Outspoken Chinese artist Ai Weiwei said Friday that Beijing tax authorities have agreed to review their ruling that he pay a multimillion dollar fine for alleged tax evasion.
The internationally acclaimed conceptual artist said tax officials informed him of the decision Wednesday by telephone and said the review would be completed within two months. Ai said he was hopeful that the case would be handled earnestly and transparently.
"How they handle this relates to issues of China's rule of law and the safety of its people," Ai said. "It has very broad implications. If they can't resolve this issue very fairly and carefully, it will be bring harm to this society's justice system."
Ai was detained for three months last year during an overall crackdown on dissent. Following his release, authorities demanded his design company pay 15 million yuan ($2.4 million) in back taxes and fines, a penalty interpreted by activists as punishment for his criticism of the authoritarian government.
The tax bill prompted tens of thousands of Ai's supporters to send small donations that ended up totaling nearly 8.7 million yuan ($1.4 million), which was used to pay a guarantee to the tax bureau. Some donations were folded into paper airplanes or wrapped around fruit and thrown over his gate.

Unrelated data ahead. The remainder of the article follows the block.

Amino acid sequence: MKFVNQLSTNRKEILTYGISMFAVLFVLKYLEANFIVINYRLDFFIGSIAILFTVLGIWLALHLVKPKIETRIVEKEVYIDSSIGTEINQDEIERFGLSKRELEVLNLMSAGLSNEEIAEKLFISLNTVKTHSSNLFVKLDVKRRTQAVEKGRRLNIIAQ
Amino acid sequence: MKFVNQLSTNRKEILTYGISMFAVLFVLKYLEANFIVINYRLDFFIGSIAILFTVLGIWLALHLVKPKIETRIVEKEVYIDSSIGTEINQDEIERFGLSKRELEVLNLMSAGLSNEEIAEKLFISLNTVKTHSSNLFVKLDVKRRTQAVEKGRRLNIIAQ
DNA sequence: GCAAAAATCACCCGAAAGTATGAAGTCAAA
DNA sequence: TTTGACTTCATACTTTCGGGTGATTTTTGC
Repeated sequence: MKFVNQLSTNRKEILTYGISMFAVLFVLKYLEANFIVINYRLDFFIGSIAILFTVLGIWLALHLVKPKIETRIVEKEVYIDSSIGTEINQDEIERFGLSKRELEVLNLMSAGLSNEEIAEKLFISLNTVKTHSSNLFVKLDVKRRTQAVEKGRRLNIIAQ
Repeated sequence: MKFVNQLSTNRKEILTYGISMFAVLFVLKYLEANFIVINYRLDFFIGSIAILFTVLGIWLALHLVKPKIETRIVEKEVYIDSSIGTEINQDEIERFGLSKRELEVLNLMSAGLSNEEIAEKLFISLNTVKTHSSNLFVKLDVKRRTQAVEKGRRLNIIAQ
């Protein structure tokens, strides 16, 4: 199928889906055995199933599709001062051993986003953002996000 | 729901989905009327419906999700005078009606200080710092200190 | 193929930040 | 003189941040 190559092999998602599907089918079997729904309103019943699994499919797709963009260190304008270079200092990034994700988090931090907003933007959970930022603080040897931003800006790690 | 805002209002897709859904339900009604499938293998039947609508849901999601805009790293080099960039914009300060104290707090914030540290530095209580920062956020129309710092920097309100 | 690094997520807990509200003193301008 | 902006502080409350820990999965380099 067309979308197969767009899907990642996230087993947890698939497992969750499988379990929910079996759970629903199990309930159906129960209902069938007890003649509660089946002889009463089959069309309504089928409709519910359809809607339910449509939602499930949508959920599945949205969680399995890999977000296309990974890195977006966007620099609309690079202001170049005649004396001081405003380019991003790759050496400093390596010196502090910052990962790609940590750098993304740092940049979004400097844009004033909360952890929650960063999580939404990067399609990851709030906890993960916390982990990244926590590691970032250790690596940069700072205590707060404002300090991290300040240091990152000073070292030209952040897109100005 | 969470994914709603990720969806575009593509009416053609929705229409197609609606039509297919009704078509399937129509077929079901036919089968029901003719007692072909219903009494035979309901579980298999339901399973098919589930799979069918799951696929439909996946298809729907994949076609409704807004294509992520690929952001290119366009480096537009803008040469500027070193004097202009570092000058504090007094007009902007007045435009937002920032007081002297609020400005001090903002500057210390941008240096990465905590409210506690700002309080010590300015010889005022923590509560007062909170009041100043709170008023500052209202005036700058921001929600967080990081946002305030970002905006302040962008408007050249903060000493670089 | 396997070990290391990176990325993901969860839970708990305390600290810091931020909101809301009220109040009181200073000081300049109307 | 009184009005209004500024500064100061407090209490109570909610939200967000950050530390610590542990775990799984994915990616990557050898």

He was also given a symbolic 100 euro ($137) donation from the German government's human rights commissioner.
Ai has said that he will not treat the money from supporters as donations, but as loans that he would repay.
Meanwhile, an installation of Ai's "Sunflower Seeds" that debuted at the Tate Modern in London last year was to open Saturday in New York at the Mary Boone Gallery.
The gallery said the show, featuring millions of hand-painted porcelain sunflower seeds, would be on display until next month.
Ai said he was unable to attend the opening because the terms of his bail prohibit him from leaving Beijing until June 22.
Ai was detained April 3 and released June 22. Chinese authorities have said that although Ai was released, he is technically still under investigation for at least a year and could be brought in for further questioning at any time.